Senior project officer

Description

A project is a temporary process or endeavour which has a clearly defined start and end, a set of activities and tasks, a budget and a specified business case. It is undertaken to deliver a unique and well-defined product, service, goal or objective or to deliver well defined benefits. ICT projects undertaken within the Queensland Government are managed in accordance with best practice methodologies.

A senior project officer assists the project manager in the management, coordination and contribution to a range of small projects. This role assists with the development and implementation of project plans, policies and solutions. A project support officer also contributes to issue resolution and escalation, research and analysis activities and planning and monitoring activities.

The role assists the project manager in monitoring and tracking the project deliverables and outcomes including preparation of preliminary reports in relation to budget, schedule and resources. This role would ensure compliance to the Queensland Government Project Management Methodology, ITIL change management process, security policies, and quality assurance policies and procedures.

A senior project officer exhibits a combination of capabilities from the Skills Framework for the Information Age (SFIA)[1] and the Queensland Public Service Leadership competencies for Queensland Framework[2].

SFIA profile

Within the SFIA profile, the project support officer has level 3 and 4 capabilities, i.e. applies and enables the skills outlined below.

Refer to the framework for descriptions of the seven levels of responsibility and accountability.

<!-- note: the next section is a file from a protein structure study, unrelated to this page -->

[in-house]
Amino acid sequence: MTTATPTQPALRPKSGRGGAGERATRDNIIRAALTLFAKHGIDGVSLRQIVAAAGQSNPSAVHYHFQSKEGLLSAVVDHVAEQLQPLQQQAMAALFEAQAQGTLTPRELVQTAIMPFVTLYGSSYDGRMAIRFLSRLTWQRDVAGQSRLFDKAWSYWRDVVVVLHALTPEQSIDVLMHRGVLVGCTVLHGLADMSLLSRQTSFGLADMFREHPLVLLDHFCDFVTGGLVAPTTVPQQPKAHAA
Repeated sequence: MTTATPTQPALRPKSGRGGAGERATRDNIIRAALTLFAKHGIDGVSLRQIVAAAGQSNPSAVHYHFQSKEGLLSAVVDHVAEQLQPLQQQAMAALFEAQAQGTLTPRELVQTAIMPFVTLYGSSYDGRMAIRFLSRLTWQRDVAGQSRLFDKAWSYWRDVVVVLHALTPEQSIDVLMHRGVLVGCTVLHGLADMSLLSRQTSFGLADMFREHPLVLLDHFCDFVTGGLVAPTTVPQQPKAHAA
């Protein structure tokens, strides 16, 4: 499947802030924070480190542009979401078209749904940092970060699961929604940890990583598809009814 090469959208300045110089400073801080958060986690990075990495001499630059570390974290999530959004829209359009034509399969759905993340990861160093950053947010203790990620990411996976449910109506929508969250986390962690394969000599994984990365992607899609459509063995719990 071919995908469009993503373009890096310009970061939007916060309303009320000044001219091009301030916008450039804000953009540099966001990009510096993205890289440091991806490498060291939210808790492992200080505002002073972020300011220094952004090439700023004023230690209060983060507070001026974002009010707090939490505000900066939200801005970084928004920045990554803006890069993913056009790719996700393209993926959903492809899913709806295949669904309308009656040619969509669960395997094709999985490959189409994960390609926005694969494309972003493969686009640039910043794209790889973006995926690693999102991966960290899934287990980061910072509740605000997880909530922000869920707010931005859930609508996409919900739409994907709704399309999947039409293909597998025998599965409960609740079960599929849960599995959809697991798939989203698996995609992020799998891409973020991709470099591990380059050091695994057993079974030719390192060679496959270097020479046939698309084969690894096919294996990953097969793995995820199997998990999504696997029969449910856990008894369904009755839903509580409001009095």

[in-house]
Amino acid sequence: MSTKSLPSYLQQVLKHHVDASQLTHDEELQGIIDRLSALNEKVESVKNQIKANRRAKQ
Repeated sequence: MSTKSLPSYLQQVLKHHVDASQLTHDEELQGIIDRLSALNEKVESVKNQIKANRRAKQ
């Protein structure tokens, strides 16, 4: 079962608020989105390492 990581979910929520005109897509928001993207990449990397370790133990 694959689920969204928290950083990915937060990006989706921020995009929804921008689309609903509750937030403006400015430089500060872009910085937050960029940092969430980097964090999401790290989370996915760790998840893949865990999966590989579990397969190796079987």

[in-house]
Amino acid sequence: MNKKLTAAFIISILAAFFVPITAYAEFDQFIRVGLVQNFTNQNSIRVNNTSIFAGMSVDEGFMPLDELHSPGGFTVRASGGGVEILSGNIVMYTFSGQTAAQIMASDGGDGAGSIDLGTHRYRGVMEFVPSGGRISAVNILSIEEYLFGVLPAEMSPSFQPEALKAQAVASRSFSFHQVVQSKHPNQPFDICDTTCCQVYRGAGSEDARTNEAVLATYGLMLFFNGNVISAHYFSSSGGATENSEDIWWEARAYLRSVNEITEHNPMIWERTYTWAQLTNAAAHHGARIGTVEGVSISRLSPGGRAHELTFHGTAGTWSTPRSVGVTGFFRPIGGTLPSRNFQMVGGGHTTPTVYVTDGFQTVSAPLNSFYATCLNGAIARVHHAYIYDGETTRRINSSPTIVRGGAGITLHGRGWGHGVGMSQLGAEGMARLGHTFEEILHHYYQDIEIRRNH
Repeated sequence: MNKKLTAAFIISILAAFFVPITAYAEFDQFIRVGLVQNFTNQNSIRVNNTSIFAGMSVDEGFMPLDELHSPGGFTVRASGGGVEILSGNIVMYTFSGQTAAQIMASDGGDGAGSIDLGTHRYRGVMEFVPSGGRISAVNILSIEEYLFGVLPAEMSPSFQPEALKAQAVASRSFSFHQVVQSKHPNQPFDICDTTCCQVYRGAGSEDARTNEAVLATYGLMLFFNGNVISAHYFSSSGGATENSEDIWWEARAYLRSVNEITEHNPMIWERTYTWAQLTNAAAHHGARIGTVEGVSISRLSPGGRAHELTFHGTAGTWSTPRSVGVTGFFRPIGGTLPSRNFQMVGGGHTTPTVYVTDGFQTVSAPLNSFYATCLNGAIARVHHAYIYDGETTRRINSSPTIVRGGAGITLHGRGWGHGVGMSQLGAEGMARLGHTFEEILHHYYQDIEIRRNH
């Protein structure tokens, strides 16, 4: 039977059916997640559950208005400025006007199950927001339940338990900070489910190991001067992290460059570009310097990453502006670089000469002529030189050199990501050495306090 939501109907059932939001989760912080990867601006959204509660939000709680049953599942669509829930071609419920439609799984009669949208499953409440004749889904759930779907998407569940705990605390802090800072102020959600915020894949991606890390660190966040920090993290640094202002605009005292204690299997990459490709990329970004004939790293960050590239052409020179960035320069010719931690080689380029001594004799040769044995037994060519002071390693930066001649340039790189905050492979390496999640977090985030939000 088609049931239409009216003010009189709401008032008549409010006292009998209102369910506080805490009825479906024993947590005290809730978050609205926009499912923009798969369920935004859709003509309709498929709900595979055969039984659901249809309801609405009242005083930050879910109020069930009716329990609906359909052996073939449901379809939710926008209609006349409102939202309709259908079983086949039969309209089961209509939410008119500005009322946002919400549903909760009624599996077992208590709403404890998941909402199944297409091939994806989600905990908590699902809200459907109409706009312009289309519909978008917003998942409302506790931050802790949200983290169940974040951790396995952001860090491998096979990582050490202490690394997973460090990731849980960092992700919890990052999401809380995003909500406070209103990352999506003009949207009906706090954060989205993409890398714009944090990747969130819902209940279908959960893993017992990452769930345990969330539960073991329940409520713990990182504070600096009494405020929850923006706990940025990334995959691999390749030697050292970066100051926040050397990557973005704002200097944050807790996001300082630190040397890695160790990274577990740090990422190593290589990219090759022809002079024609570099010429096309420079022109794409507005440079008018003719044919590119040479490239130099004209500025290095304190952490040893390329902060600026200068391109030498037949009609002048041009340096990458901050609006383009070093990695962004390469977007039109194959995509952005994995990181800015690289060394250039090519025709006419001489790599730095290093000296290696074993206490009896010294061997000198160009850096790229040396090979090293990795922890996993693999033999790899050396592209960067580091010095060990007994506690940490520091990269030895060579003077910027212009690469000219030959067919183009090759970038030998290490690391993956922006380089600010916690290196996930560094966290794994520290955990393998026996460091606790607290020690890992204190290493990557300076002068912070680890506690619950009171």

SFIA skill

SFIA skill code

SFIA skill level of responsibility

SFIA skills level descriptor

Methods and tools

METL

4

Provides advice and guidance to support adoption of methods and tools and adherence to policies and standards. Tailors processes in line with agreed standards and evaluation of methods and tools. Reviews and improves usage and application of methods and tools.

Portfolio programme and project support

PROF

4

Takes responsibility for the provision of support services to projects. Uses and recommends project control solutions for planning, scheduling and tracking projects. Sets up and provides detailed guidance on project management software, procedures, processes, tools and techniques. Supports programme or project control boards, project assurance teams and quality review meetings. Provides basic guidance on individual project proposals. May be involved in aspects of supporting a programme by providing a cross programme view on risk, change, quality, finance or configuration management.

Project management

FMIT

5

Takes full responsibility for the definition, approach, facilitation and satisfactory completion of medium-scale projects (typically with direct business impact and firm deadlines). Identifies, assesses and manages risks to the success of the project. Ensures that realistic project plans are maintained and ensures regular and accurate communication to stakeholders. Adopts appropriate project management methods and tools whether predictive (plan-driven) approaches or adaptive (iterative/agile) approaches. Ensures Quality reviews occur on schedule and according to procedure. Manages the change control procedure, and ensures that project deliverables are completed within agreed cost, timescale and resource budgets, and are signed off. Provides effective leadership to the project team, and takes appropriate action where team performance deviates from agreed tolerances.

Relationship management

RLMT

5